Photo: Danielle Scott/Flickr

Although a new home may have been high on many Canadians’ wish lists, residential real estate activity cooled this past holiday season. But the latest figures from the Canadian Real Estate Association indicate the country’s resale market is already heating up in the New Year.

In the first month of 2016, home sales across Canada increased 0.5 per cent over December on a seasonally adjusted basis, with the Greater Toronto Area (GTA) and British Columbia’s Lower Mainland — two of the country’s hottest markets — propping up national figures.

“Single family home buyers in the GTA and Lower Mainland of British Columbia had been expected to bring forward their purchase decisions before tightened mortgage regulations take effect in February 2016,” said Pauline Aunger, the association’s president, in a statement.

“If listings in these and nearby markets were not in such short supply, January sales activity would likely have reached even greater heights,” Aunger continued.

On Monday, new lending rules first announced in December took effect, increasing the minimum down payment for some homebuyers taking on government-backed mortgages.

“Tighter mortgage regulations… may shrink the pool of prospective home buyers who qualify for mortgage financing and cause national sales activity to ease in the months ahead,” explained Gregory Klump, CREA’s Chief Economist, in the same statement.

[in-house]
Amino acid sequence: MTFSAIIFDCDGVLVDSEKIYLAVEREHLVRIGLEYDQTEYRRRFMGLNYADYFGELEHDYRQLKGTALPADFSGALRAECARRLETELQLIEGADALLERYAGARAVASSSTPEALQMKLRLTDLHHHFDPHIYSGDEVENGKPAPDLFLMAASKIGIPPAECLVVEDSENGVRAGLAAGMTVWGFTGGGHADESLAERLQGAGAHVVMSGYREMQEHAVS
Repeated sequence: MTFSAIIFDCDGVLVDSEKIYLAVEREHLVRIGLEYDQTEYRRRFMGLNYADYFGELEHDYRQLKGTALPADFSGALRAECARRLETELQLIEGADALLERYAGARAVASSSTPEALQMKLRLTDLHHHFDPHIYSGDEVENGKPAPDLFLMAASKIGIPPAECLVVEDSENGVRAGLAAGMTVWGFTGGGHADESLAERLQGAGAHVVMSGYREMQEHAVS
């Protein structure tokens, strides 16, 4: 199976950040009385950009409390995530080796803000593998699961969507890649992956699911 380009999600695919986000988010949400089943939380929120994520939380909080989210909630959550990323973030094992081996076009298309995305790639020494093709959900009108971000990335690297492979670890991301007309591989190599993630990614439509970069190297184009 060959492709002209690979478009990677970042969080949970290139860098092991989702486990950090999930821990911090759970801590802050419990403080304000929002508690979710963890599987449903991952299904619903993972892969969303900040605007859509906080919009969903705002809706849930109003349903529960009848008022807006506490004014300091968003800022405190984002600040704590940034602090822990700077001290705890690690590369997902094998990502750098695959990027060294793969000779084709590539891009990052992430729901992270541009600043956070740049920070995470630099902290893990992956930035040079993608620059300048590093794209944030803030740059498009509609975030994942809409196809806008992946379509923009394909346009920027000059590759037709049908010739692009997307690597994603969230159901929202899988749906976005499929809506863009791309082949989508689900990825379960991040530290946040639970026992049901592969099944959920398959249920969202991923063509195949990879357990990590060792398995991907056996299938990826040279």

However, in the months leading up to this, the looming rule change may have boosted sales activity, wrote BMO economist Robert Kavcic in commentary published this morning.

“Even if the impact is ultimately going to be quite small, the expectation of higher down payment requirements… might have pulled some activity forward,” said Kavcic.

Kavcic added the unseasonably warm January weather in many Canadian markets “certainly didn’t hurt.”

In January, rising home sales in the GTA and BC’s Lower Mainland countered slumping performances in Calgary and Edmonton — urban centres in the oil-producing province of Alberta where the low price of crude is taking its toll — and the tourism-driven Okanagan Region in BC.

The two simmering markets also had the effect of skewing the level of national housing inventory, dragging it down to 5.3 months in January from 5.4 months in December. This is the tightest inventory has been in close to six years, CREA said.

The months of inventory represents how long the current unsold supply of houses in the country would sell out if a given month’s activity persisted indefinitely.

The national average home sale price was up 17 per cent year over year to $470,297 in January. The increase was driven by the hot Toronto and Vancouver markets.

Remove these two markets from calculations, and the average Canadian home price is $338,392.

The MLS aggregate composite index price for all housing types (one and two-storey single family homes, townhouses and row units, and apartments) climbed to $512,600 last month, up 0.6 per cent from December.

Compared to January last year, prices climbed 7.73 per cent, accounting for “the largest gain in more than five years,” according to CREA.

Greater Vancouver led all year-over-year price gains with a January index price of $775,300, an increase of 20.6 per cent over 12 months. BC’s Fraser Valley followed with an index price of $505,100, 16.9 per cent higher than it was a year ago.

Greater Toronto rounded out the top three. There, the index price hit $578,400, the third priciest market in Canada, representing a 10.7 per cent surge from year-ago numbers.

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